Starting a New Game:

  Start off in a low distraction area with a few tennis balls.  Throw a ball in one direction. When dog has retrieved and is  coming back throw the other ball in the opposite direction.  Before throwing the second ball use a verbal cue with a hand signal. I usually say “lets go” with one wave of my arm across my body and then pointing behind me.  As dog runs by and retrieves that ball repeat exercise. If the dog is a major chaser this game could go on for a while which is good for the owner. As the dog adapts to this game over time change things up.

  During  this game an owner can work on other aspects of basic training.  While giving your cue,  moving backwards, and prompting with a hand signal have the dog sit. An owner may want the dog to sit directly in front of them. Which is ok. If the dog decides to sit a distance from owner that could be ok also. Although, the final decision is the owners where the dog sits. Whatever the case after the dog sits the owner should immediately repeat the throwing game.

  As time goes on change the game again. This time the owner will have dog stop from running and have dog immediately turn and run in opposite direction.

The drill looks like this: dog-chasing-ball

  Target a low value object to dog (Tease under nose of dog) – Throw low value object.  As dog turns to run immediately use verbal cue and throw tennis ball ( high value object) in opposite direction as dog looks back – As dog runs towards owner  repeat verbal cue and show hand signal pointing towards tennis ball. Repeat drill showing low value object. Eventually the dog will catch on to the trickery and not move towards low value object.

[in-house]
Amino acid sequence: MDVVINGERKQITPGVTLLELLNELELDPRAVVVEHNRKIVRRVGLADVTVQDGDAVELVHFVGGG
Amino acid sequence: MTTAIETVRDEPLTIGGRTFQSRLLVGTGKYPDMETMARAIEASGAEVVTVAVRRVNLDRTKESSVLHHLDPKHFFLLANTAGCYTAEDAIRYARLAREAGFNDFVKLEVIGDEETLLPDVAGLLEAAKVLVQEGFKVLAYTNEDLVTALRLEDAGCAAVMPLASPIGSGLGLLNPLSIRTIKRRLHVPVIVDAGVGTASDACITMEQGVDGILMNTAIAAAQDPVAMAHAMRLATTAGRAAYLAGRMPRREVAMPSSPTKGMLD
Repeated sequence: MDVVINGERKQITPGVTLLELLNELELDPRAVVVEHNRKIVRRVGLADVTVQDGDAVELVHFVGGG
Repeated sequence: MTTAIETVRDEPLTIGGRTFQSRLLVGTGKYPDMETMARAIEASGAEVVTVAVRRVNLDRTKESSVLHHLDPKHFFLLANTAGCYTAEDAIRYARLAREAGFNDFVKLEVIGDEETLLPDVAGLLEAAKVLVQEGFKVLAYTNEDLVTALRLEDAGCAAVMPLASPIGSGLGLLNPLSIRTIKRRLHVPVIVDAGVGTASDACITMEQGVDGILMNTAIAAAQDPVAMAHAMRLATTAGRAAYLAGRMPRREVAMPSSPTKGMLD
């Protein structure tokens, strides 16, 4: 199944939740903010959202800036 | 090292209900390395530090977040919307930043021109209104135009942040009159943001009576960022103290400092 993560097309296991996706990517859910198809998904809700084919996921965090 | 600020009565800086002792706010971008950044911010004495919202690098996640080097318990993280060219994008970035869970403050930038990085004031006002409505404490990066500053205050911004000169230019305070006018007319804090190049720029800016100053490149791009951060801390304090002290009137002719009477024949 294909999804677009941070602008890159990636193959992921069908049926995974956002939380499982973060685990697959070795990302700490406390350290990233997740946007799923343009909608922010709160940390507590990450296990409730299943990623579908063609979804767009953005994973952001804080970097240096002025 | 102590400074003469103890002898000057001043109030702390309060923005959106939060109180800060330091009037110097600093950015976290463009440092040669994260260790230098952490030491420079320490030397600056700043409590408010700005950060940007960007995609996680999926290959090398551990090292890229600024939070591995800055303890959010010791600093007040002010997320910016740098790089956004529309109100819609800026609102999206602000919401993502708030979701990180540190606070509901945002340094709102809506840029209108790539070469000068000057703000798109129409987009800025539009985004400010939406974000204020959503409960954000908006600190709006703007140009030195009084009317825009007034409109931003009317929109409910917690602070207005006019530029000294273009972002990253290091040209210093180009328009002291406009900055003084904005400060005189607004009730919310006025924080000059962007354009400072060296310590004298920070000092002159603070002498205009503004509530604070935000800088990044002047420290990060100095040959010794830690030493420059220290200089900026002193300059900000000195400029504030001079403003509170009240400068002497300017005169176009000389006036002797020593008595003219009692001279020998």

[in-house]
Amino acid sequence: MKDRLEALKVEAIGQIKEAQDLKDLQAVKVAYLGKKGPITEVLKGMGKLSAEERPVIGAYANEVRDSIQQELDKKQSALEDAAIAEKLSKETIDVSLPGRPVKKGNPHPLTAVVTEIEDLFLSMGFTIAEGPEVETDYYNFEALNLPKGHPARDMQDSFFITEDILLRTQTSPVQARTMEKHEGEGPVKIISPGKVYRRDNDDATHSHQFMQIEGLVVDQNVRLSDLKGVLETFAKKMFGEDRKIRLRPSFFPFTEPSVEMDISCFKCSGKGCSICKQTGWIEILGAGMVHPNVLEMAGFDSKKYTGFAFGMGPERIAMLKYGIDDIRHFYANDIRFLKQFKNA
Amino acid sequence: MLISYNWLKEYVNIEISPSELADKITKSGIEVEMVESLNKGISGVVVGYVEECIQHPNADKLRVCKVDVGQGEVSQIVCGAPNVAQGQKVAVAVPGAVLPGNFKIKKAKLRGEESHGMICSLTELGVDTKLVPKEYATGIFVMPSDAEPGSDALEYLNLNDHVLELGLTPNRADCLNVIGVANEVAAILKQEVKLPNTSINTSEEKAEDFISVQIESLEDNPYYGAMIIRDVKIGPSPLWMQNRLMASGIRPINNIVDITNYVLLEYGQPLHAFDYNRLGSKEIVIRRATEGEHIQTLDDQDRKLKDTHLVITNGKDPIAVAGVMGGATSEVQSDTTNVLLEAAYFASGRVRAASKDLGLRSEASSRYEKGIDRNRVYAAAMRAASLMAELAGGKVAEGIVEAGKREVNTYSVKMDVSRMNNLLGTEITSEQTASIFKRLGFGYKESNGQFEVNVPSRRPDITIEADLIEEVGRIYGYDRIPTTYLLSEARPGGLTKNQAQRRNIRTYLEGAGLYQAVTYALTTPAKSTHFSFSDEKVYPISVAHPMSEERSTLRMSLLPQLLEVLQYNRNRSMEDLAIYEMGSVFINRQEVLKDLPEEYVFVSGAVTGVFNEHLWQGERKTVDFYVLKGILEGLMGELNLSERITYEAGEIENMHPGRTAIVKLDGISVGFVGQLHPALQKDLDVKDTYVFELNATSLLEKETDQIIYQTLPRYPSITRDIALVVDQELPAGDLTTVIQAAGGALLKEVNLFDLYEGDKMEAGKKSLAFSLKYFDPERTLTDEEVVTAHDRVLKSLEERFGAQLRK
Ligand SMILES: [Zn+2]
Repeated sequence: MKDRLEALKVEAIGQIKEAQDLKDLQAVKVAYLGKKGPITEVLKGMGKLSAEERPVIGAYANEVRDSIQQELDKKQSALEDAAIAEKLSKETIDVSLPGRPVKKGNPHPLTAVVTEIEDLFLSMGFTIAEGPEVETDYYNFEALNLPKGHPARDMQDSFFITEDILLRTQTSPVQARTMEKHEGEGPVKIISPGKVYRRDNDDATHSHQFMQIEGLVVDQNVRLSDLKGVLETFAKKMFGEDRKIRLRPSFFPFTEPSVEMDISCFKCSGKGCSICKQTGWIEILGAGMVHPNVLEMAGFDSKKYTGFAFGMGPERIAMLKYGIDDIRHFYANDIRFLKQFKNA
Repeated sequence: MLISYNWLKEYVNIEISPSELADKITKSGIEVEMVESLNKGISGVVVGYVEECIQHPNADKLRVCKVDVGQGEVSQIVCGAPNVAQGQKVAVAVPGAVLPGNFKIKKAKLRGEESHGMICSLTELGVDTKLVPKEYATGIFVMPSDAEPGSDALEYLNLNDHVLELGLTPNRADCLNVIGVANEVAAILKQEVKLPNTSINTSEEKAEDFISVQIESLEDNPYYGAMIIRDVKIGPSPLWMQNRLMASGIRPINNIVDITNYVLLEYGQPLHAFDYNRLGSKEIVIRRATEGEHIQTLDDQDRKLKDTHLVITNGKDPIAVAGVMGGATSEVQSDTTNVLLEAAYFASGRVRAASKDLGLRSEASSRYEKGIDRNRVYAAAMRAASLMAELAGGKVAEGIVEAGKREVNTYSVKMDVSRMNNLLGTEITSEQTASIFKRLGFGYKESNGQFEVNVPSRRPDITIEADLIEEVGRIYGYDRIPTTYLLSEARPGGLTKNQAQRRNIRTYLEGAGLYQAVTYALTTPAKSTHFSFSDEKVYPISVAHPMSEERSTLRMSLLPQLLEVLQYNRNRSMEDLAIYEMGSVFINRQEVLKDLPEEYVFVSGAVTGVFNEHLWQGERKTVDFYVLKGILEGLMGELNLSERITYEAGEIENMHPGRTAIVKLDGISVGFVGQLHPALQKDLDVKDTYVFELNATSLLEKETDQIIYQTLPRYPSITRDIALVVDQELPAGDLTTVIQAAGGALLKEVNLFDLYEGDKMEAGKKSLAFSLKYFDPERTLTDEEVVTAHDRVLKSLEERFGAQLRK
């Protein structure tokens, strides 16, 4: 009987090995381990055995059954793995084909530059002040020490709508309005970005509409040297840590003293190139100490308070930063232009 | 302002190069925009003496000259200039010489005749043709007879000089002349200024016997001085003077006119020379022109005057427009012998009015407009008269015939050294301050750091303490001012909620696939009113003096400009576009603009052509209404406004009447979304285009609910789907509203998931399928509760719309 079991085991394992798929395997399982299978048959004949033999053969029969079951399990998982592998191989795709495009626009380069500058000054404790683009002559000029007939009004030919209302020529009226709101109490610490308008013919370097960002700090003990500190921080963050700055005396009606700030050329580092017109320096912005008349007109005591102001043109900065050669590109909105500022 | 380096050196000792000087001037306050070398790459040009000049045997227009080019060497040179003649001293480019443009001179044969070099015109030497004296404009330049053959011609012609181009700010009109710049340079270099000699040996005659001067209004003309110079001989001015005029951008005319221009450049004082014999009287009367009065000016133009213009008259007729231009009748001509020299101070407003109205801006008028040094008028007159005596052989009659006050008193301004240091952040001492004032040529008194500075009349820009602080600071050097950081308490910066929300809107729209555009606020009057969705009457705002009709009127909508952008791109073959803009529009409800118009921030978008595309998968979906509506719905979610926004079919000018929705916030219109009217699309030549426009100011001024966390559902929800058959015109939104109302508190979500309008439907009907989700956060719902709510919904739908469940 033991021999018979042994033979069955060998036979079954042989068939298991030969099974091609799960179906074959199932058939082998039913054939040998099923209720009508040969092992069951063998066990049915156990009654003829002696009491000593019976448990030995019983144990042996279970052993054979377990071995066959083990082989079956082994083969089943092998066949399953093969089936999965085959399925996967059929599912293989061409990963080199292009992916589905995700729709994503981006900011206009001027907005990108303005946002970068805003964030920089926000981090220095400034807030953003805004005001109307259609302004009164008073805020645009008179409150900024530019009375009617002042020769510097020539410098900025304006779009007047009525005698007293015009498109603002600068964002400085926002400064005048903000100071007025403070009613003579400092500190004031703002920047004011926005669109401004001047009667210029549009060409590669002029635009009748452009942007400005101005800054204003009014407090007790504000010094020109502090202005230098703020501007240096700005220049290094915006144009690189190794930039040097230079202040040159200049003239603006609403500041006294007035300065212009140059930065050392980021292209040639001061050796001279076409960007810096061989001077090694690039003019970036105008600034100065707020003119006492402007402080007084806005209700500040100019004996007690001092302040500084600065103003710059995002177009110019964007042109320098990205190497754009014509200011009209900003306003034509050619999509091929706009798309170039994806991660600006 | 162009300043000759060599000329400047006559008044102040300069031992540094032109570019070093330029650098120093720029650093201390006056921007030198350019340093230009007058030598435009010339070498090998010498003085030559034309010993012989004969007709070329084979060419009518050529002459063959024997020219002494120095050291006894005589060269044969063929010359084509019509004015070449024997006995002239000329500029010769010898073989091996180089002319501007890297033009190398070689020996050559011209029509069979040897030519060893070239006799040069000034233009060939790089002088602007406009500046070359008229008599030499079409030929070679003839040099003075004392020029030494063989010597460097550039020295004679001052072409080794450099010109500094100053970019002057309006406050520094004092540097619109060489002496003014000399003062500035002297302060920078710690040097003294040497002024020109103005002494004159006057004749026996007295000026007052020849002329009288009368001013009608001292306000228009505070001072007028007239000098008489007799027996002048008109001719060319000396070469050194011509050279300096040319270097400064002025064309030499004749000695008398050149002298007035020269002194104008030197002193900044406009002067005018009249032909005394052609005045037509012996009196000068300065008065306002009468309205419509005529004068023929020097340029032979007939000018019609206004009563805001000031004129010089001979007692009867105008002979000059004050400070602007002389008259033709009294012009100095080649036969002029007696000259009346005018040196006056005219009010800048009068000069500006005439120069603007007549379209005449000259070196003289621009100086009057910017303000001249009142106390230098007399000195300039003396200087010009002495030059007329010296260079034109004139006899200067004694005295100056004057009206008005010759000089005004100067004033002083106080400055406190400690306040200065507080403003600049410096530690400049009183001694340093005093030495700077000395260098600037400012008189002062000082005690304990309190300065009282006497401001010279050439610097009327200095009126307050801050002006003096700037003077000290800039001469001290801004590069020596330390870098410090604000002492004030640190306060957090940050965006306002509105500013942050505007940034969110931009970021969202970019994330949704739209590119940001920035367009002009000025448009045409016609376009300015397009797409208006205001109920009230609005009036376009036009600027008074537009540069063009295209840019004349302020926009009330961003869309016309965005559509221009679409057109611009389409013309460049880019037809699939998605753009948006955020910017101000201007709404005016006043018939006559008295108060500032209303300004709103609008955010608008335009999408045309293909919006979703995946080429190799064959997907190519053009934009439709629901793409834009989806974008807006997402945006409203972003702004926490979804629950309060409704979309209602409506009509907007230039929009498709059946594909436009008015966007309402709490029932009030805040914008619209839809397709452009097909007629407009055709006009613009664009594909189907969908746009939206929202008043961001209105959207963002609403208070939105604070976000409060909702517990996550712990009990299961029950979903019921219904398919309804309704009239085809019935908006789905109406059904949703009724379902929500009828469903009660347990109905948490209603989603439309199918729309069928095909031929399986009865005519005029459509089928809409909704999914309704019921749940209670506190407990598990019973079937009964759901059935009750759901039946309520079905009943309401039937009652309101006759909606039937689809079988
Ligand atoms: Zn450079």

The next step is to do drill using all high value objects (tennis balls). There could be different variations to this drill depending on dogs responses. The goals are: 1.) to not run, and 2.) stop in the midst of running. There’s a point of no return for a dog in training. It’s important to know how far the dog can move away from the owner without coming back. Usually for a dog in training close distant is needed for it to stop. That could mean only a few feet before giving a cue. At this stage an owner doesn’t want the dog in full stride.

 Start off showing both tennis balls – make the one not being thrown attractive by bouncing it – Throw a tennis ball  – Immediately say “Lets go” – As dog stops and looks back repeat verbal cue – Throw other ball in opposite direction – Let dog see  hand signal before passing by. As dog comes back set up the scenario again. If dog at some point doesn’t move for first thrown ball say “Good”  or ” Good Stay” – Immediately say “Lets go” – Throw other ball in opposite direction while quickly showing hand signal.

   The object of this game is to Condition the dog to a new routine that’s special between owner and dog. Dogs always repeat behaviors that are pleasurable and works for them.  In a real case scenario control  your dog similar to the Game. Using the same verbal cues, body movement, and hand signals. It’s important  owners carry the motivator (ball or other toys) in the beginning.  When out in public start working the dog with low-level distractions. With low-level distractions the dog will have more self-control. With self-control the dog will be able to reference his memory back to the Game. The real-life situation should look as close to the Game as possible. One goal is to have the dog running in the opposite direction of the distractions. Once accomplished owners can take control of their dog.  Over time owners will work up to higher level distractions. The main objective is to have the dog Stay or Come when called. Working a dog on a 15 or 30 foot leash in public is also a good idea for safety reasons.

  While out on walks it’s a good idea to always have a high value object (ball or other toys) to reward the dog for listening on cue.  Reward by letting your dog carry the ball  awhile if it can’t be thrown. This  should make them happy.

  Happy Training.

  Giovannas Dog Training provides service for Private Dog Training, Group Dog Training, Private Puppy Training, and Group Puppy Training.